A Nightmare on Elm Street Part 2: Freddy's Revenge (1985)

Five years after the horrible events at 1428 Elm Street, the Walsh family move into the Thompson home. Before Jesse (Mark Patton), the Walsh’s teenage son, can unpack, he starts having nightmares involving Freddy Kruger (Robert Englund, A Nightmare On Elm Street, Dead & Buried, New Nightmare) as murders begin occurring in Springwood.

    Tagline: Someone is coming back to Elm Street!

    • Jack Sholder

    • Wes Craven
    • David Chaskin

Release Date: 1985-11-01
  • Country: USA
  • Language: english
  • Runtime: 87
  • Budget: $3.000.000
  • Revenue: $29.999.213

  • Own the rights?
    Update this page!

Wes Craven

Writer (characters)

Robert Shaye

Producer/Actor (Bartender - uncredited)

Sara Risher


Stephen Diener

Executive producer

Stanley Dudelson

Executive producer

Michael S. Murphey

Line producer

Joel Soisson

Line producer

Jacques Haitkin


Christopher Tufty


Bob Brady

Film Editing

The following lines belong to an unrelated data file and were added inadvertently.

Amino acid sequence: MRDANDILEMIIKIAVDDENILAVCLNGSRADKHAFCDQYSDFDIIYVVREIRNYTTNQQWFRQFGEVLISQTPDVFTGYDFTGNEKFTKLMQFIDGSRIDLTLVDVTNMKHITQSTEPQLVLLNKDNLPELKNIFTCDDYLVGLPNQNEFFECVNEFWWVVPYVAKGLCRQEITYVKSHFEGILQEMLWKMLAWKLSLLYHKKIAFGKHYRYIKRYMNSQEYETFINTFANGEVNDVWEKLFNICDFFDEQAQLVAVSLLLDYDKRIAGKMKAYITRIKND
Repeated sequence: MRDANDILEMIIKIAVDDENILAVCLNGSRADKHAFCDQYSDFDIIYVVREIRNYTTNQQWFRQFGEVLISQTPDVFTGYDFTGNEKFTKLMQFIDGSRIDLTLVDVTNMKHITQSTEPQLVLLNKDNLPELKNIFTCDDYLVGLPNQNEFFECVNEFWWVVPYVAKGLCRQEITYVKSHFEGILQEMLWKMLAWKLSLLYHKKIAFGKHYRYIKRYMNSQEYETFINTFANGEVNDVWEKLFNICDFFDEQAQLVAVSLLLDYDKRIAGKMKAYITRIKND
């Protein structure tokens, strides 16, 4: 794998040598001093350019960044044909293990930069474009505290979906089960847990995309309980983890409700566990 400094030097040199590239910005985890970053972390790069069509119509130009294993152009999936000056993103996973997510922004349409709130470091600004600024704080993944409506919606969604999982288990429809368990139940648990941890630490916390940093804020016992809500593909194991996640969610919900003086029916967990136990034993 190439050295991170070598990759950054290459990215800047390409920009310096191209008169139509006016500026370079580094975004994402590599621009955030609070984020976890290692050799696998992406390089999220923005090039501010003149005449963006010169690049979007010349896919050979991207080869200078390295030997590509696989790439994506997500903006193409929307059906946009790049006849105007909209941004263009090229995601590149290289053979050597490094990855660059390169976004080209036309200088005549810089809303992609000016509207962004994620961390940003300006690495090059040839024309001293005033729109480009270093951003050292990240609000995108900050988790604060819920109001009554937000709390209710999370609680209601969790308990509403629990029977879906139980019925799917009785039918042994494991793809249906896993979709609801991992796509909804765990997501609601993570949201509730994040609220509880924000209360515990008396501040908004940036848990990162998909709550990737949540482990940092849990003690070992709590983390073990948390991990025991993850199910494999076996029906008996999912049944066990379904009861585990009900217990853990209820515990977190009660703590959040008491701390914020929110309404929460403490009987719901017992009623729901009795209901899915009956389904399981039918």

Arline Garson

Film Editing

Daniel Marc

Makeup Department

Kevin Yagher

Makeup Department/Special Effects

Mark Shostrom

Makeup Department/Co-director second unit: transformation sequence (uncredited)

Robin L. Neal

Makeup Department

Bart Mixon

Makeup Department

Wendy Hogan

Makeup Department

Ron Nary

Special Effects

Rick Lazzarini

Special Effects

Paul Boyington

Special Effects/Visual Effects

Richard Albain

Special Effects

Loring Doyle

Visual Effects

Paul Huston

Visual Effects

Wes Takahashi

Visual Effects

Ian Kincaid

Visual Effects

Whitney R. Hunter

Second assistant director

Marshall D. Moore

Third assistant director

Robert Englund

Freddy Krueger

Mark Patton

Jesse Walsh

Kim Myers

Lisa Webber

Clu Gulager

Ken Walsh

Hope Lange

Cheryl Walsh

Marshall Bell

Coach Schneider

Melinda O. Fee

Mrs. Webber

Tom McFadden

Mr. Webber

Edward Blackoff

Biology Teacher

Christie Clark

Angela Walsh

Lyman Ward

Mr. Grady

Donna Bruce

Mrs. Grady

Allison Barron

Girl on Bus

JoAnn Willette

Girl on Bus

Steve Eastin


Brian Wimmer


Robert Chaskin

Bar-B-Que Boy

Kerry Remsen


Tom Tangen

Victim (uncredited)
Write one

Sorry, no results found.